Category Archives: |Ramble

Poet Appreciation #6: Eliza Lee Follen


A sprightly silly verse to make us all remember to smile

Originally posted on cricketmuse:

While it’s grand to dig away at meaning, symbolism, and theme, it can refreshing to simply enjoy a poem for its bouncy rhythm and rhyme and wit.  This is the case for Eliza Lee Follen’s “Lines on Nonsense.”

Edward Lear renders an appropriate complement for today’s poem.

Lines on Nonsense

Yes, nonsense is a treasure!
I love it from my heart;
The only earthly pleasure
That never will depart.

But, as for stupid reason,
That stalking, ten-foot rule,
She’s always out of season,
A tedious, testy fool.

She’s like a walking steeple,
With a clock for face and eyes,
Still bawling to all people,
Time bids us to be wise.

While nonsense on the spire
A weathercock you’ll find,
Than reason soaring higher,
And changing with the wind.

The clock too oft deceives,
Says what it cannot prove;
While every one believes
The vane that turns above.

Reason oft speaks…

View original 135 more words

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Days: Easter Sunday

(Yes I am recycling. This is a copy of my Easter Sunday  a while back – when my daughter was 10. It is a Happy Easter Egg of a memory. Time moves on too quickly!)


Another beautiful spring morning. This is my kind of weather – with a sharp chill to the early morning. Just enough of a bite to drive the last bit of sleep from my head when I took an early walk outside. Today was a very early morning start – because the water I had way too late before bed decided it was time. Otherwise I would have slept longer on this wonderful Easter morning.

Besides, I did have to be up early to hide easter eggs for my daughter. I have a cat and that means I need to wait until morning to hide the chocolate eggs wrapped in shiny paper. Cat can’t leave anything shiny alone – “oh sparkly must get it!”. And then the enticing smell makes him want to chew. Not a good idea.

There is an art to hiding the eggs. One dozen chocolate eggs almost the size of real eggs. It can’t be too easy, nor too hard, and often in visual sight but blended with something else in the living room. Some hidden so you have to be sitting in a certain spot to see.

My daughter found 9 of the eggs quickly. ‘Is that all?’ she asked. <em>Isn’t that enough? I said in return</em>. ‘No,’ she said. Her answer is always “no” when it comes to enough chocolate. She is (as is most of the rest of the world!) a chocolate fiend.

<em>3 more, I told her</em>. <em>There are a dozen eggs hidden in this room. Hidden just like soft and hard-boiled eggs – some softly hidden and all are hardly hidden</em>. ‘I can’t find them. Are you sure there were a dozen?’ she sulked. I have to hide my smile.

<em>Of course there are a dozen. I hid them myself. Come eat breakfast and stop looking. Instead, you just need to see.</em> She gives me the same look all girls master as women. The ‘why must you be an annoying male look’. I can’t help but laugh and that just annoys her more. I make her some pancakes and a kiss on the top of her head. <em>It is my job as your Dad to be annoying – how else will you learn to tolerate boys?</em>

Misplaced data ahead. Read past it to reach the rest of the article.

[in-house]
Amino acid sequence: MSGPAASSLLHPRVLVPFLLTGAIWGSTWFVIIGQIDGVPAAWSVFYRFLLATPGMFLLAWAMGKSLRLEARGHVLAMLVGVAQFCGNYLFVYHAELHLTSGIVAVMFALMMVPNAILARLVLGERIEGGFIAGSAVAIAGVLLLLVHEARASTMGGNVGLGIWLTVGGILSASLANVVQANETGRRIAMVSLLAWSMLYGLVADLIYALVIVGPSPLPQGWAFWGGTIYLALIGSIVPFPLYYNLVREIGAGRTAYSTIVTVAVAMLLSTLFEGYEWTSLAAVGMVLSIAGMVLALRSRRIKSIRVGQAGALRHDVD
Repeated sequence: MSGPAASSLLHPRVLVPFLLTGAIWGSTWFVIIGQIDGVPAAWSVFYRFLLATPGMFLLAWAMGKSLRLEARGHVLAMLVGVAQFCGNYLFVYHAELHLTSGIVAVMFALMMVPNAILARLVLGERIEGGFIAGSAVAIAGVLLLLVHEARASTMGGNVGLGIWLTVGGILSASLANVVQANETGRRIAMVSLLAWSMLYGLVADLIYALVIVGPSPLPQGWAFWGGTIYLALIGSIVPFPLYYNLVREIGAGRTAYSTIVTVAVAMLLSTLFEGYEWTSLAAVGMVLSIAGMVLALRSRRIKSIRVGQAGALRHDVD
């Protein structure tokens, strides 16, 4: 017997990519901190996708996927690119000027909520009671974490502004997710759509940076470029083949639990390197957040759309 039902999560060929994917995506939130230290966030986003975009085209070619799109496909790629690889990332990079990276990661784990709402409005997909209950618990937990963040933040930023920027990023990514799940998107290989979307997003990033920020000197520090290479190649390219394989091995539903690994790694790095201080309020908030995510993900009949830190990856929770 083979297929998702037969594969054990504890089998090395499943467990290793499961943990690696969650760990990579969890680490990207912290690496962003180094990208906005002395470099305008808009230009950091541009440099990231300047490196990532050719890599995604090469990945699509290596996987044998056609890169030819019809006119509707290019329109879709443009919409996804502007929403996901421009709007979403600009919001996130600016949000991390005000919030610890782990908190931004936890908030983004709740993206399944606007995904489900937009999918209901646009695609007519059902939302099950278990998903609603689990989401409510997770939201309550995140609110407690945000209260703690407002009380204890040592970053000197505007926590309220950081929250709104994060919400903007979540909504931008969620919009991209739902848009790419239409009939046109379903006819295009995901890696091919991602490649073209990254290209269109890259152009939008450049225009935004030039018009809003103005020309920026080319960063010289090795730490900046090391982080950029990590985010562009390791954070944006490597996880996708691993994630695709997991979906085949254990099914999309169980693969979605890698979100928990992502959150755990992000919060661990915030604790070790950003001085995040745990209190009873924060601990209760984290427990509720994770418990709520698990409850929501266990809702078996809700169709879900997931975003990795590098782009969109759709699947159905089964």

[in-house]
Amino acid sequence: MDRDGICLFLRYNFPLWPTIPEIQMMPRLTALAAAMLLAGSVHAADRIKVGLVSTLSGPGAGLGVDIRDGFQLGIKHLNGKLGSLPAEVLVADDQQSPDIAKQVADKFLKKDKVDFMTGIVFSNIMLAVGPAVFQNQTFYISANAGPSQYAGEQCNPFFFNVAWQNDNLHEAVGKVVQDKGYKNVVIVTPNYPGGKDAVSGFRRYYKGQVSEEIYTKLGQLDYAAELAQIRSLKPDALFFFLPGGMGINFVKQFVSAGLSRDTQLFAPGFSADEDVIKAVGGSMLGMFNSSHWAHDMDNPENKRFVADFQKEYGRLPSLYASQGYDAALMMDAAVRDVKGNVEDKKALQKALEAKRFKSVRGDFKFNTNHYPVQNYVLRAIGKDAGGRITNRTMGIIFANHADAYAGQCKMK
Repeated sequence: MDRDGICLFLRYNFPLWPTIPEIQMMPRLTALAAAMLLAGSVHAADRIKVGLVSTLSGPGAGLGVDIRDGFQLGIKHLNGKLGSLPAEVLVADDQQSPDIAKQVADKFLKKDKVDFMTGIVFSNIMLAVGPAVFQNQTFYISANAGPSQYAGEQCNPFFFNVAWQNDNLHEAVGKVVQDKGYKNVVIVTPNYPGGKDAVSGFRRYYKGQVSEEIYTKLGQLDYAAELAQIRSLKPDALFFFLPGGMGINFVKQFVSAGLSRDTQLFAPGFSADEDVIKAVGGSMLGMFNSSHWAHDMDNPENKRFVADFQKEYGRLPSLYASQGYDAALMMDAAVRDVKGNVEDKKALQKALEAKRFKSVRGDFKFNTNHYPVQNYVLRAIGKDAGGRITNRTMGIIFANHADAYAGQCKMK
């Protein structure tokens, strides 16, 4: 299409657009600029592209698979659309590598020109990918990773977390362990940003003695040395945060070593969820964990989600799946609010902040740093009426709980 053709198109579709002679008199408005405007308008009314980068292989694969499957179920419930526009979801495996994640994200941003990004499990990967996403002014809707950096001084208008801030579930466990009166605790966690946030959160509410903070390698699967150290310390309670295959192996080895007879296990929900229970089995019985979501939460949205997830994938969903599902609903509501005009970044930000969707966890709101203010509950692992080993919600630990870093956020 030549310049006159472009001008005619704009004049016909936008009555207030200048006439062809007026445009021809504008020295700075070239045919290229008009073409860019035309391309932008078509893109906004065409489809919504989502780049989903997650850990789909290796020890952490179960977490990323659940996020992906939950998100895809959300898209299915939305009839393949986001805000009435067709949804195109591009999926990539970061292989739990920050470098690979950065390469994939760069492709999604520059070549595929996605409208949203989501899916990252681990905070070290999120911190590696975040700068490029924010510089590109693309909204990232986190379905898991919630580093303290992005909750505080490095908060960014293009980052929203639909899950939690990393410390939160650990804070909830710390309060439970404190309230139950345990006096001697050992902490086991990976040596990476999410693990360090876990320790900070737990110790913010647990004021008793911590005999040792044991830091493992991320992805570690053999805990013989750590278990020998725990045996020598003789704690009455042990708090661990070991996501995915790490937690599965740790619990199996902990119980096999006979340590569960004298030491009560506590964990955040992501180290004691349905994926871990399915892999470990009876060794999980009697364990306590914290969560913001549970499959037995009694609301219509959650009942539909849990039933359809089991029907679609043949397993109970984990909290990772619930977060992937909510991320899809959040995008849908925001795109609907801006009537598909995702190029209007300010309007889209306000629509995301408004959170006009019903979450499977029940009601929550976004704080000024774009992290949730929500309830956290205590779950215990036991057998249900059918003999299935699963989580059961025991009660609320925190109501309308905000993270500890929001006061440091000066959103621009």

She glares even more at that remark – and then stares out the window across from her. ‘Oh! she says. She has found another egg. <em>See. Hardly hidden, I say.</em>

She stands and walks to where I keep some decorative Easter eggs. ‘Yes!’ she says pulling a golden chocolate egg from between the brightly coloured keepsake eggs.

The last egg is a challenge. She finishes breakfast and stalks the room. It isn’t until she flounces down into the armchair that she sees it directly in front of her. ‘Can I eat it?’ she asks. <em>Of course, I say with a smile.</em>

She gives me a hug, and then eats her egg. She unwraps it carefully – smoothing the wrapper. ‘Go take your shower,’ she says. I can see she is thinking and planning.

I come back after my shower and there is the golden wrapper colourfully embellished with bright marker flowers, and in purple printing ‘Happy Easter, Daddy!’ Along with one golden egg that she has chosen – just for me.

There is nothing that can make this day get any better. Happy Easter to all!

Days: Black Saturday

(Yes I am recycling. This is a copy of my Black Saturday y post from 2 years ago. I liked it so I am sharing all over again!)


Today is another quiet morning. It is cool outside. 2 Celsius and the light dances warmly over the edge of the roofs (or is that rooves?) as the sun slips out of her eastern bed spilling out her springtime warmth.

I woke up early and I am writing as I do other things. Dribbling thoughts into my keyboard and up onto the white pages of my blog. Black letters on a white page.

Today is Holy Saturday, or Black Saturday. I don’t really follow the religion I learned as a child. Yet it is still there – the rituals and traditions of growing up. I remember this was always a day of being austere. Puritanical. A quiet day filled with an edge of expectation.

If something still needed to be done to prepare for Easter it was completed. But if it wasn’t needed it was not to be done. Black Saturday is really a day of mourning within the Christian tradition.  In my childhood the meals on Black Saturday  were always simple, something boiled like pasta or roasted like potatoes, and there was no flesh of any kind.  I think for my mother that made today a real and true holiday – as otherwise she was always in the kitchen baking and cooking.

Still, I do remember it was a day for visiting and visitors. Dropping by to see people that you knew you couldn’t see on Easter.  It was a day of going for walks in the nearby woods and seeing if early wildflowers and pussy willows had made an appearance. And then happily bring some home to mom.

Usually by Easter the weather had turned warm enough to melt most of the snow – so it was also a time for us children to go find large puddles and overflowing ponds. In rubber bo0ts and jackets we would explore the gullies for flowing water. There we would make rough boats out of scraps of whatever we could find. Setting them adrift and then watching sail away in the swollen ditches. Asking ‘do you think it will make it to the river?’ Or even better we would find rocks and try and sink each others boats.